I knew it might take a year, but we've decided to move forward with the audiobook of Patricia Knight's Hers To Command...
Please by all means tell me what you think about the ACX options. Have you had success with the 50/50 split?
A few weeks worth of tedious planning, ignoring the family and author patience, the new TRP website has been rolled out!!
We have new tabs such as Reading Preference, a new beautiful Home page, updated book trailers, and NEW AUTHORS!!
Come take a look at our layout and give me suggestions, comments
With the latest traditional publishing against indie authors disguised as the latest of in the censorship issue, I'd like to explain how a micro-publisher deals with NOT being the distributor and suffering the consequences.
You see, I don't see this latest mass purge of Indie eBooks as *necessarily* a bad thing. Not because I think shutting Indies up is good, not that I think censorship is good--I just know that when these things happen, Indies rise to the occasion.
Being a micro-publisher, I'm no different. We will survive. We will prevail. Because the truth is out there...and Google will find it.
I have yet to find traditional authors screaming they've had their books pulled. Even the ones that sell erotica.
I've collected data and I'm finding that the recent WH Smith freak-out was really a way to get Indie books off the market. What I've seen is it mostly affected Kobo. Please tell me if I'm wrong, though.
But the reason why this is not a bad thing is because it creates opportunity. I can see some companies already sweeping in and taking advantage. Of course there are brave souls that see this for what it is and seek the truth to what some call the Dark Net ~ I feel we are living in Nalini Singh's Psy/Changeling Series. How 'bout you?
What rises is the true meaning of Indie. If you pull the merchandise out, sellers are forced to find a way to sell their goods. This means, Indies selling their books through their own websites. It makes sense to me. It's a logical step.
So, what you might find is ~ large publishing retailers not able to quantify how much they're loosing by not having a very large chunk of a growing market. (Okay that made more sense in my head).
What I mean is...if you're selling your book out of your website, how does Amazon know what they're missing? One click buy is an awesome feature. But there are those who would click two buttons for your book. The possibilities have me thinking. All because someone decided that one bad apple means the rest are
ACTION ITEM: How hard would it be to sell off your website and direct traffic there? I'll be exploring that in the coming weeks.
Everyone has their right to their opinion. But nobody has the right to be offended. Point in question ~ Three years ago complaints were made about non-fiction kindle books being too...markety? Is that the right word?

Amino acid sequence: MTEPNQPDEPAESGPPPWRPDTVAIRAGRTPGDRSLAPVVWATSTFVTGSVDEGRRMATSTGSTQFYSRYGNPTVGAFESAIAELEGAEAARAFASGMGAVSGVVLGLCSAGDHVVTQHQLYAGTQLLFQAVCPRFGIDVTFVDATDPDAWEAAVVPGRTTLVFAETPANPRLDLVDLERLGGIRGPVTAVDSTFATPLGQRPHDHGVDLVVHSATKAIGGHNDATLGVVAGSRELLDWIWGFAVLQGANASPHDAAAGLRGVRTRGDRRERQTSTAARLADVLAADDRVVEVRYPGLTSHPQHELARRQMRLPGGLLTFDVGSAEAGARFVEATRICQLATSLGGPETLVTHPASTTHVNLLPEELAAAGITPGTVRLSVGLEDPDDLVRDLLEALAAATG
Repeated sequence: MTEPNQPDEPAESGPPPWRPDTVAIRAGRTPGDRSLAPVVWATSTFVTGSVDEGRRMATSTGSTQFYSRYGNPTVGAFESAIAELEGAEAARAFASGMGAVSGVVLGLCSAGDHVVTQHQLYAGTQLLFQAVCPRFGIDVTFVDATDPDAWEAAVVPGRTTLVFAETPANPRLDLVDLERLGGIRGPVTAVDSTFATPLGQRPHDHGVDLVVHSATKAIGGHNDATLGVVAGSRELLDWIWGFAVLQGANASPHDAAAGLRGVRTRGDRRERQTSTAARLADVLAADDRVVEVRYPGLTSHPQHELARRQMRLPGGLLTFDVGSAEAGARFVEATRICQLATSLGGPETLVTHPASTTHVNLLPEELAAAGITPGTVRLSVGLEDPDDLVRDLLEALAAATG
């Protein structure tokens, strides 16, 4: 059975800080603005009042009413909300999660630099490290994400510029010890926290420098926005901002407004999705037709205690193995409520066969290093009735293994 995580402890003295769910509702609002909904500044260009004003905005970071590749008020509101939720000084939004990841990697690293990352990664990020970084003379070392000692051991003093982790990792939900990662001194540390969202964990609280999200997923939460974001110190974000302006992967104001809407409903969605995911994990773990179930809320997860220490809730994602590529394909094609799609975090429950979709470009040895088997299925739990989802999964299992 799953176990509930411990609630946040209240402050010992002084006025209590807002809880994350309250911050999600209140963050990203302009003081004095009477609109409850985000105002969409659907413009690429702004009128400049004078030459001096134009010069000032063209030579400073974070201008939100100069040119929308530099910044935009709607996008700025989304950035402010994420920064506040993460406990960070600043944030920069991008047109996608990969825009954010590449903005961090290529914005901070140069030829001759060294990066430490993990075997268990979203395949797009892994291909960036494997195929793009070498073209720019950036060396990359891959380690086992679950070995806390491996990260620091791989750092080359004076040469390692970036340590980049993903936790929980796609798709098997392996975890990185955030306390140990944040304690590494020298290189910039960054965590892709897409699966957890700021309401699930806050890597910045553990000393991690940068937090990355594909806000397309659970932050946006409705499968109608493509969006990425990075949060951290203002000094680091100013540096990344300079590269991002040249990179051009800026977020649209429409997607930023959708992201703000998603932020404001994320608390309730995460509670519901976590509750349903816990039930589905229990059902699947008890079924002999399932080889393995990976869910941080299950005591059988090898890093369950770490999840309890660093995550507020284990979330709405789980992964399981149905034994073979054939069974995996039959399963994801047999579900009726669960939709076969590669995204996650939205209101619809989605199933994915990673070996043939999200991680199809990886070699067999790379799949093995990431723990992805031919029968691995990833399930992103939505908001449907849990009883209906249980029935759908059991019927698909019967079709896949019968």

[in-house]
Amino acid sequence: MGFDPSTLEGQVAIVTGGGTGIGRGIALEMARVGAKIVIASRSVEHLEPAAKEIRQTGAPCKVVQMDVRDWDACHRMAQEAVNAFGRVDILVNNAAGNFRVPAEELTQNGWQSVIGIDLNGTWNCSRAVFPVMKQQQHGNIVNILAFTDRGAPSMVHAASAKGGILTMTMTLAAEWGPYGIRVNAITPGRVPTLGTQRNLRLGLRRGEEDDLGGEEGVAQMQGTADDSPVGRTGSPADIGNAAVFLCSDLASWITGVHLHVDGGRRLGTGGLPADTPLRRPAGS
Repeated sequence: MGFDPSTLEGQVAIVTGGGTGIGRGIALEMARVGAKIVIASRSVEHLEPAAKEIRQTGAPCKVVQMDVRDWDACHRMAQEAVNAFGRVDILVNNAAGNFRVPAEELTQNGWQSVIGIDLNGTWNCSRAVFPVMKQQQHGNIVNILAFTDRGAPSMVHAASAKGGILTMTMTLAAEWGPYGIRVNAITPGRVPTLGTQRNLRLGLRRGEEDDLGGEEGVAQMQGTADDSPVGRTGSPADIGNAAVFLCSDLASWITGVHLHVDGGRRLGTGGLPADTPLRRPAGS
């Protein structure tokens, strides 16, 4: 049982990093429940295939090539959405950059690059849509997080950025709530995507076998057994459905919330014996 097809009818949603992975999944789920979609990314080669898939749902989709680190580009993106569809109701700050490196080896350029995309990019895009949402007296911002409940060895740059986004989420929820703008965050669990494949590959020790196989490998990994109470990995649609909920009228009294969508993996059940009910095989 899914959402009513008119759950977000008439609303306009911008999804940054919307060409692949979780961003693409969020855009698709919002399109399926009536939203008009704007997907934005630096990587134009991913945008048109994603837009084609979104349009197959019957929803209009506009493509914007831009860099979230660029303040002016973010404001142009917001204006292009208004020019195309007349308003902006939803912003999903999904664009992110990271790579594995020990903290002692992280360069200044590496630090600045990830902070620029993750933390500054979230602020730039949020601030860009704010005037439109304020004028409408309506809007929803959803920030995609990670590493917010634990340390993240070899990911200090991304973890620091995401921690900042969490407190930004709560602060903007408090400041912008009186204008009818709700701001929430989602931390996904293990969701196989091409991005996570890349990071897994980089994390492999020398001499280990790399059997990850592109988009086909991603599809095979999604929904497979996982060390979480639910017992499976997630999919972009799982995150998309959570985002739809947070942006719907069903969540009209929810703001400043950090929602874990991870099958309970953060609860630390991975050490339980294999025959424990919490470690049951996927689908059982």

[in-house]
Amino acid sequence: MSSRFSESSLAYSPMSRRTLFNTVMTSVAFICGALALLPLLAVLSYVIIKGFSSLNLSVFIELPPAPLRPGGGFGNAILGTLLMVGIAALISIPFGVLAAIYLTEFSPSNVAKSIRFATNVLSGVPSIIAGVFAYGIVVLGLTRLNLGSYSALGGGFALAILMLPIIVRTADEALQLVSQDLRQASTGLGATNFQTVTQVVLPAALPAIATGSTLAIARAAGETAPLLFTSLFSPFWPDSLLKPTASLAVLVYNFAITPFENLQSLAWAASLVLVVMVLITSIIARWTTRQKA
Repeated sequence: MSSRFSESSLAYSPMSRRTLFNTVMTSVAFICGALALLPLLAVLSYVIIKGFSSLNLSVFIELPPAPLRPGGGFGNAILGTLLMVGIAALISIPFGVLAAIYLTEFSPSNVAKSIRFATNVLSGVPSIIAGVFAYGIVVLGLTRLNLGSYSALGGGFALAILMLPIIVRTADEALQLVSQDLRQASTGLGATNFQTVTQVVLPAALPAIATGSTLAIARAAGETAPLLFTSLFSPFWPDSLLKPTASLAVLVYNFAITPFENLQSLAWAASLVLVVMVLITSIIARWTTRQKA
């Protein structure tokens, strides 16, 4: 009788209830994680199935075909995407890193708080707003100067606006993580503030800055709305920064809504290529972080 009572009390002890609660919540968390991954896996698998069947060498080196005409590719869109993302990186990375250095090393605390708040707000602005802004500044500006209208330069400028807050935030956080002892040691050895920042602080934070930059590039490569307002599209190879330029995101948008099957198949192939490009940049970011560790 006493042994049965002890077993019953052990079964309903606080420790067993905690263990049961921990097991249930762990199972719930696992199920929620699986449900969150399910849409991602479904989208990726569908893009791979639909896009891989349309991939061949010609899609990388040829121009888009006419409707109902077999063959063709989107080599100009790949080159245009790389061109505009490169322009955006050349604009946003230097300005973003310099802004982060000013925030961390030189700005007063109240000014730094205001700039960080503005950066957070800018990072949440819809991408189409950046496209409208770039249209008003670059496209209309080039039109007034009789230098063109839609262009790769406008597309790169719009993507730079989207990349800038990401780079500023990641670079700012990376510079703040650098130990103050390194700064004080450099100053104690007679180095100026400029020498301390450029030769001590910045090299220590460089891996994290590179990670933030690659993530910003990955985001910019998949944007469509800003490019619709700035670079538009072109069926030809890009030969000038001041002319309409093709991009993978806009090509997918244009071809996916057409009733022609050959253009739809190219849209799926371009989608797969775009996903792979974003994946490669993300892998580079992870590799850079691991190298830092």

Well, a whole bunch of marketers were producing books of the public domain variety that gave readers no value.
It was regurgitated out-dated information.
Hence when you kindle publish it asks if this is public domain or original work. That's why you have to answer that question, punishable by death if you give the wrong answer.
But also, what I've learned is the books were pulled because of the tags used. So if you want to tag your book as "this may be a little bit hot--read with caution" you got punished for being honest.
Is the answer to lie?
Back to having no right to be offended. Here's what I mean: Everything can be taken as an offense. You can be offended by the mother breast feeding her child. You can be offended by the line cutter or the place holder in line. You can be offended by a joke. You can be offended by a word. But demanding that you NOT BE offended is just not possible. Because offense taken is like opinions. Everyone has one some time.
Have you ever tried to please everyone? It doesn't work. Neither does trying to NOT OFFEND everyone. There's always going to be an Jesse Jackson screaming at you because hell and damnation ~ you offended God.
My goal is not to offend you. It's okay to hate me. I don't mind. I'm going to pay attention to those who love me. I'll be listening to those people. The people who understand that I'm not here to offend them and those not looking to be offended, and those who forgive me and ask me questions as to why I offended them are going to retain my focus.
What does this have to do with the publishing process?
When you publish you will have to take a stand. Even on cookbooks, you have to be able to know what your genre is and where you stand on subjects. Vegans will boycott your Meat Master's Barbeque book. Schools will boycott your YA because somebody kissed a girl on the cheek. Inspirational books will be called "a bunch of metaphysical bull honkey".
Are you going to stop publishing those books? Are you going to try and please everyone? Are you going to back down when someone gets offended?
I'll be publishing another three books by Patricia A. Knight. Anyone who says her stories are just erotica with no substance, didn't read it.
You would think a power such as Amazon has the ability to take a stand. Looks like they fall for anything.
ACTION ITEM: Reassess what you stand for. If you have a back-bone, join us--we have brownies.
Everyone talks about balance of life and work, but I have trouble balancing work.
Mwahhaha...my work is done here.
This is what I mean...I can say when to stop work and now it's play time, but sectioning off what to do at work is difficult for me.
I have no set schedule doing the same routine. It's all different every day.
So I have the 20/40/30 split.
However many hours I have, I split the time up in that ratio.
For example: If I have 3 hours I can spend 36 minutes on Publishing, 72 minutes writing, and 54 minutes on Marketing. If you paying super close attention you'll ask what happened to the other 10%?
Well, much like business, you have to have a "savings" in all things and that includes time. Somewhere over the 3 hours I might dick around, need to go to the bathroom, get interrupted by the dog or whatever for 18 minutes (going with the 3 hour span). So that 18 minutes is my ¡¡whoops!! time.
But this ratio isn't always possible. So I have to budget hours and days. Yesterday I did way more publishing than marketing...so what do I do today? Yep. More time marketing than publishing.
Does running to Office Max for pens go under publishing, writing or marketing time?
Sounds anal? Welcome to my world of publishing--we have cupcakes...and coffee.
It all depends on your organizational skills and attention span.
ACTION ITEM: Time yourself, decide what kind of split you need to be productive!!
My efforts are to make this a learning blog where writers can see the flip side of publishing. If you have comments that will improve your experience or have a certain topic you'd like discussed, please contact me through email - HERE.
~ Sincerley, Your Editor
Troll River Publications